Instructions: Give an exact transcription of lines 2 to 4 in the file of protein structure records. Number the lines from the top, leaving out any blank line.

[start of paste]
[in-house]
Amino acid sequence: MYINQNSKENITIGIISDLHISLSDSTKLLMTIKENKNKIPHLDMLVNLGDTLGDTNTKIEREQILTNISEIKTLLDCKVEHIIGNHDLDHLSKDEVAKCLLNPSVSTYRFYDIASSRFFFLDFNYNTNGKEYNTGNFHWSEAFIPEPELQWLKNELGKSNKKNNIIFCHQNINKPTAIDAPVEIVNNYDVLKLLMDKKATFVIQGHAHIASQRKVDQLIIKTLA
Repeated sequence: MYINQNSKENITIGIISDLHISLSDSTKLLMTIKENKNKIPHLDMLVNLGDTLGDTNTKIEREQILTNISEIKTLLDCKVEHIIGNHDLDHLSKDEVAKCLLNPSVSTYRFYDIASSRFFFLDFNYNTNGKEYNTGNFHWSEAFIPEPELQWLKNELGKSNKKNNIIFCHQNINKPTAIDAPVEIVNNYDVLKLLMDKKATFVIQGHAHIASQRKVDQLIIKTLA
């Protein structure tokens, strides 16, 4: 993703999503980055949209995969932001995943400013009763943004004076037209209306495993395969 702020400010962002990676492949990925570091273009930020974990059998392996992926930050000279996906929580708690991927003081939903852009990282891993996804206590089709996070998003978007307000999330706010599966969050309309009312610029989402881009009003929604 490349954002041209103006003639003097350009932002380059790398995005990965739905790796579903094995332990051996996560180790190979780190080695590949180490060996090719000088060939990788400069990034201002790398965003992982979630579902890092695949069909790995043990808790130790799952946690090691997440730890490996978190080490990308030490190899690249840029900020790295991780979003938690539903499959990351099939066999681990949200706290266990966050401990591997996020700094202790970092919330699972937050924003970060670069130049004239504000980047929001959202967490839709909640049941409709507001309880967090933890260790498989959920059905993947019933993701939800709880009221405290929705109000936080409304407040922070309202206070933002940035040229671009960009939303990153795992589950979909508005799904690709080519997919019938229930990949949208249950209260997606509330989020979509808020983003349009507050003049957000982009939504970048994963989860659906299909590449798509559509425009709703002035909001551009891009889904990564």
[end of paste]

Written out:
Amino acid sequence: MYINQNSKENITIGIISDLHISLSDSTKLLMTIKENKNKIPHLDMLVNLGDTLGDTNTKIEREQILTNISEIKTLLDCKVEHIIGNHDLDHLSKDEVAKCLLNPSVSTYRFYDIASSRFFFLDFNYNTNGKEYNTGNFHWSEAFIPEPELQWLKNELGKSNKKNNIIFCHQNINKPTAIDAPVEIVNNYDVLKLLMDKKATFVIQGHAHIASQRKVDQLIIKTLA
Repeated sequence: MYINQNSKENITIGIISDLHISLSDSTKLLMTIKENKNKIPHLDMLVNLGDTLGDTNTKIEREQILTNISEIKTLLDCKVEHIIGNHDLDHLSKDEVAKCLLNPSVSTYRFYDIASSRFFFLDFNYNTNGKEYNTGNFHWSEAFIPEPELQWLKNELGKSNKKNNIIFCHQNINKPTAIDAPVEIVNNYDVLKLLMDKKATFVIQGHAHIASQRKVDQLIIKTLA
């Protein structure tokens, strides 16, 4: 993703999503980055949209995969932001995943400013009763943004004076037209209306495993395969 702020400010962002990676492949990925570091273009930020974990059998392996992926930050000279996906929580708690991927003081939903852009990282891993996804206590089709996070998003978007307000999330706010599966969050309309009312610029989402881009009003929604 490349954002041209103006003639003097350009932002380059790398995005990965739905790796579903094995332990051996996560180790190979780190080695590949180490060996090719000088060939990788400069990034201002790398965003992982979630579902890092695949069909790995043990808790130790799952946690090691997440730890490996978190080490990308030490190899690249840029900020790295991780979003938690539903499959990351099939066999681990949200706290266990966050401990591997996020700094202790970092919330699972937050924003970060670069130049004239504000980047929001959202967490839709909640049941409709507001309880967090933890260790498989959920059905993947019933993701939800709880009221405290929705109000936080409304407040922070309202206070933002940035040229671009960009939303990153795992589950979909508005799904690709080519997919019938229930990949949208249950209260997606509330989020979509808020983003349009507050003049957000982009939504970048994963989860659906299909590449798509559509425009709703002035909001551009891009889904990564």